In the attached video, I visit my city’s downtown area to try out this camera backpack from Endurax called the ED-V6. I take a detailed look at the backpack and internal messenger bag while also doing photography. The backpack is a nice gray color that I think works well in more professional situations, which is why I brought it downtown instead of going out to my usual nature areas. Keep in mind that Endurax sent me this at no charge for test and to make a video on.
Features of note:
- Two bags in one. You get a full backpack and a messenger bag. I don’t like commenting on price but it currently priced very reasonably considering the two bags.
- The interior divider inside the backpack can be opened. Three sides are hook & loop (Velcro).
- There are lugs for a camera strap on the backpack’s straps. (it works with my old Kata strap).
- A back strap for rolling luggage.
- The top belt-styled straps have two holes allowing the flap to have more or less space between it and the bag. Good to hold down a jacket or a similar item without putting it in the backpack.
- Exterior side pockets for something like a water bottle or tripod.
- There is a removable tripod hold strap on one side of the backpack. One side has a removable strap to hold a tripod, specifically.
- The interior material is a light color and somewhat reflective, making it easy to see small items in there.
- The backpack can sit vertically without falling over.
- The two cover flaps are held down with magnetic fasteners.
- The backpack easily sits upright.
- The front chest strap appears to have a safety whistle integrated into it. I haven’t attempted to use it yet. This something I didn’t mention in the video.
How much can it hold?
I think this combo backpack is best with smaller mirrorless cameras unless you want to also use the top area for gear, but in that case you will need extra padding or small bags. I fit a Canon EOS M50, Sigma 56mm f1.4, 15-45mm kit lens, a Boya BY-MM1, DJI Osmo Action, Olympus voice recorder, two small padded battery/memory holders, and a lapel microphone into the messenger bag that goes into the bottom of the backpack.
I see this as a good option for taking on a short trip. You can fit a small camera kit plus a change of clothes in the top area. Leave the backpack in the hotel while you use the messenger bag throughout the day.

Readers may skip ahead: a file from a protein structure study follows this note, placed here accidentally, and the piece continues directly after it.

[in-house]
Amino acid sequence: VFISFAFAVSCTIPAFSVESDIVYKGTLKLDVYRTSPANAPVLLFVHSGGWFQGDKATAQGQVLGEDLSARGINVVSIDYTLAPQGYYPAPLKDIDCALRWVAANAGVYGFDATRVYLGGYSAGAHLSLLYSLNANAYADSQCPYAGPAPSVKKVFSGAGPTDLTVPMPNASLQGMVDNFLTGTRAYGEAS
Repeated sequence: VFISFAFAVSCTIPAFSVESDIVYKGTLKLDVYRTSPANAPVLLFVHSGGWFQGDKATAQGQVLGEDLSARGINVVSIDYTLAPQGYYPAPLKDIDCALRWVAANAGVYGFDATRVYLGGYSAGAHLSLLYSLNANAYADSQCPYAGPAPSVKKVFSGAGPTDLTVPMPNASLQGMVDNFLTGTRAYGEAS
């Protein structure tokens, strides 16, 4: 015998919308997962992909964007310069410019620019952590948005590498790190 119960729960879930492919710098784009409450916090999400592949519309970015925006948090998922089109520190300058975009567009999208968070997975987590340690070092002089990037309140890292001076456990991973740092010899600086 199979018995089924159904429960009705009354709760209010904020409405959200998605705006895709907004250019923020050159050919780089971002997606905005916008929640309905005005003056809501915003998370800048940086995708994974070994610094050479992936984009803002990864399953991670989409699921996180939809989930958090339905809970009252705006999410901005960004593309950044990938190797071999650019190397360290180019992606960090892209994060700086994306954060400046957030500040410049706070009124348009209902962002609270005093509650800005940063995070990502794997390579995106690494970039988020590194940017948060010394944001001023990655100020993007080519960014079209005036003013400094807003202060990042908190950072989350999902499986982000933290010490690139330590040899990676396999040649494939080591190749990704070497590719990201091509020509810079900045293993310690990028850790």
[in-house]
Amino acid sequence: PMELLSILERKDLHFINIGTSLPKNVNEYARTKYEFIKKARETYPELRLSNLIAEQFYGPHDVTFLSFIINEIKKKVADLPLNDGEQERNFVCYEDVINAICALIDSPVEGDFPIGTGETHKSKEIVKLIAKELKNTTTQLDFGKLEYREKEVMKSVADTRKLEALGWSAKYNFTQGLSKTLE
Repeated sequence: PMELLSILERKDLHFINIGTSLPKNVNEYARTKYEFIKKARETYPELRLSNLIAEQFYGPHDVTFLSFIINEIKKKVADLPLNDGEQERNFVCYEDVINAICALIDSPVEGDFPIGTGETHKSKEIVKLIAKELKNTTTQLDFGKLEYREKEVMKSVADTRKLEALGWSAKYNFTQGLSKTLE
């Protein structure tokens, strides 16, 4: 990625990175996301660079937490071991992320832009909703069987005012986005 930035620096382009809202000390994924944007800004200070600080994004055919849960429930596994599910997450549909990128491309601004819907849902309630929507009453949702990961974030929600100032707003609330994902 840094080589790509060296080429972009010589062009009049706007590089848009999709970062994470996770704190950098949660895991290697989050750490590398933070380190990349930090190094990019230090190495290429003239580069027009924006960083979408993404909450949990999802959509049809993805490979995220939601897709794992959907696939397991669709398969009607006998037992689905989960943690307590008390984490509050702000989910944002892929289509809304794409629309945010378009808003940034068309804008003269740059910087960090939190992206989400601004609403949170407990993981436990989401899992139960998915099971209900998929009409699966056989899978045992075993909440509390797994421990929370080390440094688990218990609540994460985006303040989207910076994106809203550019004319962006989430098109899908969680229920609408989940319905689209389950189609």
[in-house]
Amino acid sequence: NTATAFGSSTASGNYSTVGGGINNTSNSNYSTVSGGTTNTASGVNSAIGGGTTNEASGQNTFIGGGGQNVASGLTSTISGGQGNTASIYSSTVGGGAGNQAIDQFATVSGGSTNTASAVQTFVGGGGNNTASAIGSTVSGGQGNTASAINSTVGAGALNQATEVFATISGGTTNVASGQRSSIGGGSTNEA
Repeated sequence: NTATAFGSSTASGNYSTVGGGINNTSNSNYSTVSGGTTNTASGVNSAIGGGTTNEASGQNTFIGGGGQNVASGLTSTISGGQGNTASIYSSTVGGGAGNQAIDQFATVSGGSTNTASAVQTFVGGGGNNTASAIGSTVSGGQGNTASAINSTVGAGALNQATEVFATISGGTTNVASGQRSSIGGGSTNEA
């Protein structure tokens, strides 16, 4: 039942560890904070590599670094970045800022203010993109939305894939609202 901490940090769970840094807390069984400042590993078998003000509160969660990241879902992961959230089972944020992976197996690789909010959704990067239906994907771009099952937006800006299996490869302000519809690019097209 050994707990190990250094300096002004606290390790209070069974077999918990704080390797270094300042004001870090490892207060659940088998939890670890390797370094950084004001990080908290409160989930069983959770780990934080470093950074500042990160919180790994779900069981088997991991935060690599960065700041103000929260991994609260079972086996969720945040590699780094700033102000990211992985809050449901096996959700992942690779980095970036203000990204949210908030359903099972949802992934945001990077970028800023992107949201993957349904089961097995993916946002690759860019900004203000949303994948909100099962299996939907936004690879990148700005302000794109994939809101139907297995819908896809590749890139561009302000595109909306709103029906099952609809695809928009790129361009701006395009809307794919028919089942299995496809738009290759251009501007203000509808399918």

What other features are there?
The top flap opens up to a zippered top. Inside there, there is a zippered compartment on the interior of the flap. It’s the only zippered compartment. In addition to a 15.6″ rated laptop sleeve and two side mesh pockets. I successfully tried the laptop area with a thin 14″ laptop. The main backpack divider can open up if you want to use the entire backpack as one large container.
How is the backpack in use?
When the internal bag is fully closed and positioned facing out, it will take extra steps to get to your camera gear. However, you can adjust the position of that internal bag to have the opening face toward the backpack’s opening. Leave the messenger bag’s zipper unzipped for pretty quick access in that case. The messenger bag has two pieces of hook & loop to hold the opening and flap closed when not using the zipper.
I used one side pocket for a 12 oz. water bottle and the other for a small Manfrotto “compact light” tripod. Both of those were a really nice match for the size of the backpack.
What I would change or add? (even if the price increased…)
- More zippered compartments. In the backpack and messenger bag.
- Have a rugged material on the bottom of the bag.
- Put the tripod strap on both sides.
- “Beef up” the handle on the backpack a bit.
- Make the messenger bag’s strap a removable instead of affixed to the bag.
- Somehow make the messenger bag’s zipper smoother in operation. You need two hands because the bag is small and the zippers have some tension plus having to go around 90 degree corners.
- Offer an add-on padded camera cube that fits into the lower area of the backpack for people that want a standard camera backpack. I’d imagine you could fit more gear in the backpack this way.
- Include a rain cover.
What I like most about the backpack:
- Purpose built 2-in-1 backpack and messenger bag combination.
- This one backpack covers many use cases. You are not limited to using a backpack, which is great. I’ve jury-rigged a similar setup with a backpack and small bag before, but this is a much cleaner solution.
- You get a backpack and a messenger bag for much, much… much less than what the big camera bag makers charger.
- The messenger bag is a good size. Not too large and not too small. It works well for my small mirrorless camera setup.
- The two external flaps have a nice amount of weight to them and are easy to handle with the magnetic buttons.
- The access opening zippers have two sliders each. The slides are metal and have holes so you can use something to lock them together. If you travel big cities, you can use something like a key ring or an actual lock to prevent quick access. Besides that, the flaps would also make it difficult for thieves to get at your gear.
- The backpack can sit upright easily.
- The overall look doesn’t scream camera backpack, which is always nice. It’s better not to advertise you are carrying around gear…
- I’m a big fan of this gray color and the texture of the material. I have a few other bags of a very similar color. It looks classy. I could see using this backpack on professional photoshoots.
Again, keep in mind that I was sent this backpack at no cost to me so I could try it out and talk about it. That being said, I do like it. I like the look and I like the functionality overall. Having two bags in one adds a lot of versatility at the cost of absolute storage, but I use compact mirrorless cameras so it’s not a big deal to me. If, or hopefully when, the world opens back up and I’m able to travel to conventions again I could see using this for the times I do an over-night stay.